If not defaulters' names, disclose amounts, SC tells RBI
12 April 2016
The Supreme Court today suggested that if confidentiality prevents the Reserve Bank of India from revealing the names, it should at least publicly expose the "huge and substantial amounts" taken as bank loans by the rich who are now defaulters.
"People are taking thousands of crores of rupees to run their empires and then later declaring insolvency only to take more loans from other sources ... when poor farmers are driven to suicide as they are unable to pay their small debts," Chief Justice of India T S Thakur observed.
The Supreme Court said it would hold detailed hearings on whether confidentiality between banks and their rich customers would prevent it from passing a judicial order to reveal the details of the "very substantial debt amounts" of those who had taken Rs500 crore or more in loans from banks.
The bench, also comprising Justice R Banumathi, issued notice to the Indian Banks Association and the union ministry of finance in this regard.
"We want you to formulate issues by 26 April. We will have a focussed and articulate debate on these issues. The primary question is whether there is any confidentiality on information relating to outstanding debts over Rs500 crore," Chief Justice Thakur said.
The court was hearing a public interest litigation filed by the non-profit Centre for Public Interest Litigation, seeking full disclosure of names and details of those who had defaulted after taking loans of over Rs500 crore.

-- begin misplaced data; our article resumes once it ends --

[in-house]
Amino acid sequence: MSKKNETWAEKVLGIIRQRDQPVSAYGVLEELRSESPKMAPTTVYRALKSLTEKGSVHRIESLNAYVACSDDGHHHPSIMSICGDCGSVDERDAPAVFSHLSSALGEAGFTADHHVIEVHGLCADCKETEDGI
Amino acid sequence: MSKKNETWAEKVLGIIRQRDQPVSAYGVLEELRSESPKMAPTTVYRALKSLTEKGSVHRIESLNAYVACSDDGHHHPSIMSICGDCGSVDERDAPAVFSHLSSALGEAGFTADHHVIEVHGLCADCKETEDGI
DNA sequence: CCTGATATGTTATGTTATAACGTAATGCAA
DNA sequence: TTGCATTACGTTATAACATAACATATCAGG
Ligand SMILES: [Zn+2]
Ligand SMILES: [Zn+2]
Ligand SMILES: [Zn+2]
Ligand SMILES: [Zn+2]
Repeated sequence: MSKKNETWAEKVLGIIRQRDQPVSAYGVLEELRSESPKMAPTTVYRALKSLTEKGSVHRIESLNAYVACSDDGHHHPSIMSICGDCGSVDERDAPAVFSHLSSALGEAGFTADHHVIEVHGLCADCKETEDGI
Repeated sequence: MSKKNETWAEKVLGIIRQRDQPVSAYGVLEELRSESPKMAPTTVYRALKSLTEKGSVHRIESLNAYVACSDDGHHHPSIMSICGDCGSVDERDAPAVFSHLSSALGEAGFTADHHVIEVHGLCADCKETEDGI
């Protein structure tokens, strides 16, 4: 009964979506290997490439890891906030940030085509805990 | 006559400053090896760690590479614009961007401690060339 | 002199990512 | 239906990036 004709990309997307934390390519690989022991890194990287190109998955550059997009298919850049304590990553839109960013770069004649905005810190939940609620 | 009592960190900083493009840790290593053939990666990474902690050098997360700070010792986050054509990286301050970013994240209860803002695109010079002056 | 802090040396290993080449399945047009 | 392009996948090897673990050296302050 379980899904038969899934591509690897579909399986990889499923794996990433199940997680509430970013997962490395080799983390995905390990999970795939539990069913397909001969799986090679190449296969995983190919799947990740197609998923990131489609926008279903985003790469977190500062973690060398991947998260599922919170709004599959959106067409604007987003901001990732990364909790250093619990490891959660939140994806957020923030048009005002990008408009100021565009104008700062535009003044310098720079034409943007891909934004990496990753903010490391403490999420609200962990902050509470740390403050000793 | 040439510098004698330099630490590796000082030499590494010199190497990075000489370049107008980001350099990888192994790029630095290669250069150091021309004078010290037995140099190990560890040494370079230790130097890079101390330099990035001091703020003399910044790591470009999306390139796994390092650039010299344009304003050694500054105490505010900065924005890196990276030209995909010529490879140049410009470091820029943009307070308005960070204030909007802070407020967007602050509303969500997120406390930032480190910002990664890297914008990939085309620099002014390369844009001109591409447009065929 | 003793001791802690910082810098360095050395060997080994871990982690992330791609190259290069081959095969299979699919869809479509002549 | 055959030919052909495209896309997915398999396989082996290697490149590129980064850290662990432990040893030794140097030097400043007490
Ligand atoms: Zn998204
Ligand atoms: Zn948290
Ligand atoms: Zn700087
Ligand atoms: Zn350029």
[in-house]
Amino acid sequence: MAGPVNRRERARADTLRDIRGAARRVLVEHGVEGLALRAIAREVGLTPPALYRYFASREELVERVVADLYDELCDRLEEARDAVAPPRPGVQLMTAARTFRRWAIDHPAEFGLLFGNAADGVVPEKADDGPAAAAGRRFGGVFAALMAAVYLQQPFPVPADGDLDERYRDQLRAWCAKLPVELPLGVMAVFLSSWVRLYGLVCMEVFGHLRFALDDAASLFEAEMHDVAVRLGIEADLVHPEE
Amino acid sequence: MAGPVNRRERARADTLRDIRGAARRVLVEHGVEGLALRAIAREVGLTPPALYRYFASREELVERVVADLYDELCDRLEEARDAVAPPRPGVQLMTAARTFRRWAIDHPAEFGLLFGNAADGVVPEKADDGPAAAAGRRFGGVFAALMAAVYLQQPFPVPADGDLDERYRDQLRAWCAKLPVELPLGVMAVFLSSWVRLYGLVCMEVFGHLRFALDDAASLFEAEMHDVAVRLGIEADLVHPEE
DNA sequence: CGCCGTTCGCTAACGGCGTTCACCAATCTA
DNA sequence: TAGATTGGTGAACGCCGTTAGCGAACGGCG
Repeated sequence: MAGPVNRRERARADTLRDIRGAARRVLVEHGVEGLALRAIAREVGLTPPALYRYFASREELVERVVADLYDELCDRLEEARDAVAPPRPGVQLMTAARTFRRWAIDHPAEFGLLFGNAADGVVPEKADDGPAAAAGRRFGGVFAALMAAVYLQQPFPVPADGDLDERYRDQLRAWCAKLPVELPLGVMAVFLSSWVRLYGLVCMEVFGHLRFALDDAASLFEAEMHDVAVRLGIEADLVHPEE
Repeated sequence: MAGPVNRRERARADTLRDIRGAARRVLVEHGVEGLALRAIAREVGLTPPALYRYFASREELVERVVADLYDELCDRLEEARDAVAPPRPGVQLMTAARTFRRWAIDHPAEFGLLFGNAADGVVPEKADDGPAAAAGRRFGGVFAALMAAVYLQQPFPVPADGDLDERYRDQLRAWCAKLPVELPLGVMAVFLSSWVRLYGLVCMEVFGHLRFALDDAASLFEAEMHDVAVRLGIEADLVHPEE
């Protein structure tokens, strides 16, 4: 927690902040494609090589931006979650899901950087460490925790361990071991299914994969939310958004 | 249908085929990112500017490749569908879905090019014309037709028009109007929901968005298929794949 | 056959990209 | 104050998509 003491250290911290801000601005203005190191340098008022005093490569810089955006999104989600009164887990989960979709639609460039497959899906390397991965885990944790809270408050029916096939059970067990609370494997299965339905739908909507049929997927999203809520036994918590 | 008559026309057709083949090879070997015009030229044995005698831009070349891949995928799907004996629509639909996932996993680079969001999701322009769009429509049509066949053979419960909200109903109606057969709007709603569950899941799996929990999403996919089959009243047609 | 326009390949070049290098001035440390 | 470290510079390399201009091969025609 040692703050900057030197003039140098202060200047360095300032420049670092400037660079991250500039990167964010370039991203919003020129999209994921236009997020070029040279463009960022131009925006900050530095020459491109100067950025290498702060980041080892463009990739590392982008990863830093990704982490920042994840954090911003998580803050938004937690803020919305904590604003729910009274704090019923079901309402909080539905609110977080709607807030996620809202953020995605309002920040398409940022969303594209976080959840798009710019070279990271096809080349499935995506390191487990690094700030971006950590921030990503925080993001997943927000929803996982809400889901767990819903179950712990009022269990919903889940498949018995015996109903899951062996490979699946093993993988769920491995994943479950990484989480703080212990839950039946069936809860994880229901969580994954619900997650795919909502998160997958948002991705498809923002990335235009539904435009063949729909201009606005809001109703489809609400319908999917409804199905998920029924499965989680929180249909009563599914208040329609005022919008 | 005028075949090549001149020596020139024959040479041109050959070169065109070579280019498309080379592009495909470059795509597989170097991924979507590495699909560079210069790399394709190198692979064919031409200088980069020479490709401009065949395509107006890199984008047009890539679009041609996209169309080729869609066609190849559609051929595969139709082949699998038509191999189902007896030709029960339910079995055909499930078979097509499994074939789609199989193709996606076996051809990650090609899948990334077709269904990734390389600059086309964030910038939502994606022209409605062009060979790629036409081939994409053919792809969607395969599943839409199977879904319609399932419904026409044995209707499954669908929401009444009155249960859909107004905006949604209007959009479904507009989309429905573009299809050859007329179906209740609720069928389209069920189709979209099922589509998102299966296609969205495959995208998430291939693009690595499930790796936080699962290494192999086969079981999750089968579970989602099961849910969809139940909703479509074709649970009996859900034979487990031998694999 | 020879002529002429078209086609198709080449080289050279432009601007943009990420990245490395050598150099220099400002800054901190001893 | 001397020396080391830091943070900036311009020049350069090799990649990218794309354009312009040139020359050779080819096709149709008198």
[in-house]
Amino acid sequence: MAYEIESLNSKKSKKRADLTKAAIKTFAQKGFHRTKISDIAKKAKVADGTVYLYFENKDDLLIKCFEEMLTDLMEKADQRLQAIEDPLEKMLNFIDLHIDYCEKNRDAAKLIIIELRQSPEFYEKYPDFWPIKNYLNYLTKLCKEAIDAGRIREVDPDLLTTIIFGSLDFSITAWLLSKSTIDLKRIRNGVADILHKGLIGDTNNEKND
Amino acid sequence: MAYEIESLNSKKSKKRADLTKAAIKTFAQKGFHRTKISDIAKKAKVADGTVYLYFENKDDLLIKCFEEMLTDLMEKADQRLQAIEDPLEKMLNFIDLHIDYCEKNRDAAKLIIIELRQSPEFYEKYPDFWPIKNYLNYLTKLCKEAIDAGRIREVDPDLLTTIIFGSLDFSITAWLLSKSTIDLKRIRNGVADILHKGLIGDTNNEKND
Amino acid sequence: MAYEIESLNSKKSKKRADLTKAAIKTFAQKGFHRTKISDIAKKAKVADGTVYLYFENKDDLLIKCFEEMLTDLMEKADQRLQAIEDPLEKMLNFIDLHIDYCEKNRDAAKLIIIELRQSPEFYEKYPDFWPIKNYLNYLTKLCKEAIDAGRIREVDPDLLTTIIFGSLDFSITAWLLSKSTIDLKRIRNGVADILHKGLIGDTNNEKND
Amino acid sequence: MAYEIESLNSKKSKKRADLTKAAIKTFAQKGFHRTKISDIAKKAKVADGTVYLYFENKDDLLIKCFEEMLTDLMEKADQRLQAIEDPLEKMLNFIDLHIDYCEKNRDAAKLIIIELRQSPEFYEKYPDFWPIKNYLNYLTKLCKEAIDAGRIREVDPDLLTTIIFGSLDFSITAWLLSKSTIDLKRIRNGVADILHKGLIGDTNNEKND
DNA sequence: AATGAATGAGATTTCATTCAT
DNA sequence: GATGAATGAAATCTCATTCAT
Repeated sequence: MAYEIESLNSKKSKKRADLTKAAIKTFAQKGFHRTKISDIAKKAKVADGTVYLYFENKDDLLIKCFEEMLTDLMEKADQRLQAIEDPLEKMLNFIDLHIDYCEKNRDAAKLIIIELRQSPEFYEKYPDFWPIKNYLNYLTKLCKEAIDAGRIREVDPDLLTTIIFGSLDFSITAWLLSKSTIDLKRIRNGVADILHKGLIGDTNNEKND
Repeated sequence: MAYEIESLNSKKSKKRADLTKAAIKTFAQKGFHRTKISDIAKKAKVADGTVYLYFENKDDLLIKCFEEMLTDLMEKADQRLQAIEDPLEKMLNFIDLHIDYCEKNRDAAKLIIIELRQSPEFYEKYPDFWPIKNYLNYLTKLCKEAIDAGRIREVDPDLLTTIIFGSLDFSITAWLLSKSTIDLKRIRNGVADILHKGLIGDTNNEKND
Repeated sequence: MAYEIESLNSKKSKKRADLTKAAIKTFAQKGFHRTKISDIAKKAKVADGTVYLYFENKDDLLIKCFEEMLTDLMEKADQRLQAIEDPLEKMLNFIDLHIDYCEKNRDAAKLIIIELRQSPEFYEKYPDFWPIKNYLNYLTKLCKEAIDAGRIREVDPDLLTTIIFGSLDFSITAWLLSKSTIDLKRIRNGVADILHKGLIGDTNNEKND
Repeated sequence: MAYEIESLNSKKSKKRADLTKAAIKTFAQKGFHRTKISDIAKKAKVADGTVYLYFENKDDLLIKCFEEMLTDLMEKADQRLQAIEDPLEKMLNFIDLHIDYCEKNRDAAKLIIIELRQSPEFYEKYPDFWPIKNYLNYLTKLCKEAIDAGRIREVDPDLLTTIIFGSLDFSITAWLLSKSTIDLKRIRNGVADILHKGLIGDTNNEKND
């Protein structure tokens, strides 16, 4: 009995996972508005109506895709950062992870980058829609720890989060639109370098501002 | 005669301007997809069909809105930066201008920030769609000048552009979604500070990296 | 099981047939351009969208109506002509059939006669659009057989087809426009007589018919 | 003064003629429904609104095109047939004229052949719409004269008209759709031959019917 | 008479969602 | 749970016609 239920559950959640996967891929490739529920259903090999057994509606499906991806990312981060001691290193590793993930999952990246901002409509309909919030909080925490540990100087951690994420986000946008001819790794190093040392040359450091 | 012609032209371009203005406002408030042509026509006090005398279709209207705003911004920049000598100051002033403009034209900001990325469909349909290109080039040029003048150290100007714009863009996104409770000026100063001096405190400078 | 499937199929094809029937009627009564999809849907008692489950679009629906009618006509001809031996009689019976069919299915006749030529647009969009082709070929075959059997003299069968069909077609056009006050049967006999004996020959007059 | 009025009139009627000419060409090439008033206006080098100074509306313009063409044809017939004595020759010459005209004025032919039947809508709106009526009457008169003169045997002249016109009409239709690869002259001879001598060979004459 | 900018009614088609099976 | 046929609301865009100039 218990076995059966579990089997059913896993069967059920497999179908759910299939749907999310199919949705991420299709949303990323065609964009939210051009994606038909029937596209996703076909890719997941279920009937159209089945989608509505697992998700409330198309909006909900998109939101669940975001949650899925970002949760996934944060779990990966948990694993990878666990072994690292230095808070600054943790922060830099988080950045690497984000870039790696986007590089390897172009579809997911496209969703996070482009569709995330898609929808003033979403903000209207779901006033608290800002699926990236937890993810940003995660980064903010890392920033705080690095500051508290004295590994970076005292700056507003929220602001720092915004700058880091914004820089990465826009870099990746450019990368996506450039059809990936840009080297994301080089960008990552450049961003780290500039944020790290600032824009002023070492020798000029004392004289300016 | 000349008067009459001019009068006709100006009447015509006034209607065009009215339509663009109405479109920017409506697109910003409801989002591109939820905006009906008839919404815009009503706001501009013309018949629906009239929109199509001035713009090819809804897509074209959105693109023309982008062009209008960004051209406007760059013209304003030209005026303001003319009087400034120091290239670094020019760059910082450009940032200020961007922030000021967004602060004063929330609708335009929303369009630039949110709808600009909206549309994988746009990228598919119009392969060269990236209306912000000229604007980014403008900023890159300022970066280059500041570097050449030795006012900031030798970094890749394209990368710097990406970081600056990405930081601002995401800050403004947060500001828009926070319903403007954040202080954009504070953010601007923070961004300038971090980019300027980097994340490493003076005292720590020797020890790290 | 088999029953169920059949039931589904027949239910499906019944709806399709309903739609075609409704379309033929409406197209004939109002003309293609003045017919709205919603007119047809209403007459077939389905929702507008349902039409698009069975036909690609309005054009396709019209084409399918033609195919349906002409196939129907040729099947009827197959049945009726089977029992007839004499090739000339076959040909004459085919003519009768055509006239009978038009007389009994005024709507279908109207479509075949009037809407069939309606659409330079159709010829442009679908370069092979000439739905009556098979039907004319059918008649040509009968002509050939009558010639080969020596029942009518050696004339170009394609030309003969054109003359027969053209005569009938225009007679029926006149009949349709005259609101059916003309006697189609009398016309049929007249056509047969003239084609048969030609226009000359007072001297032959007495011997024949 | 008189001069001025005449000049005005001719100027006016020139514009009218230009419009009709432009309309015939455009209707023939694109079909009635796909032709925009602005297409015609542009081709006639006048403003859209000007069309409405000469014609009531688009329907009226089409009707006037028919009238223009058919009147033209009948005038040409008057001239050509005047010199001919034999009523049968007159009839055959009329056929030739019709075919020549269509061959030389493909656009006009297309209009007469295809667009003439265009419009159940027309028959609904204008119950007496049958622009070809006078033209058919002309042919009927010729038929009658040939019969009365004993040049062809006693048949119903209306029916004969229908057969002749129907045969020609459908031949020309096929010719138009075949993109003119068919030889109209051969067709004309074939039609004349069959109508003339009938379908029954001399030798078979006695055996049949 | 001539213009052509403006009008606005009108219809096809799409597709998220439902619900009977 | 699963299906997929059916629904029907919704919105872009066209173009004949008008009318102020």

The RBI had provided the list of defaulters to the court in a sealed cover.
"Can the total amounts in default be disclosed? We can keep the names of the defaulters confidential, but total amounts can be disclosed..." Chief Justice Thakur told the RBI.
The RBI counsel responded that the information was obtained by it in a fiduciary capacity and any exposure will have an impact on the country's economy and reduce confidence within the business and investment sector.
"The amounts outstanding are very large ... the next question we would ask is what steps are you taking to recover them ... also what about the status of non-performing assets?" the CJI said.
The RBI said any disclosure would violate the provisions of the RBI Act, Credit Information Companies ( Regulations) Act, 2005 and a 1983 law on fidelity and secrecy in public financial situations.
Representing the NGO, advocate Prashant Bhushan countered that there was no requirement for a cloak of secrecy to favour the defaulters. He submitted that a 2015 judgment of the Supreme Court had favoured transparency over secrecy.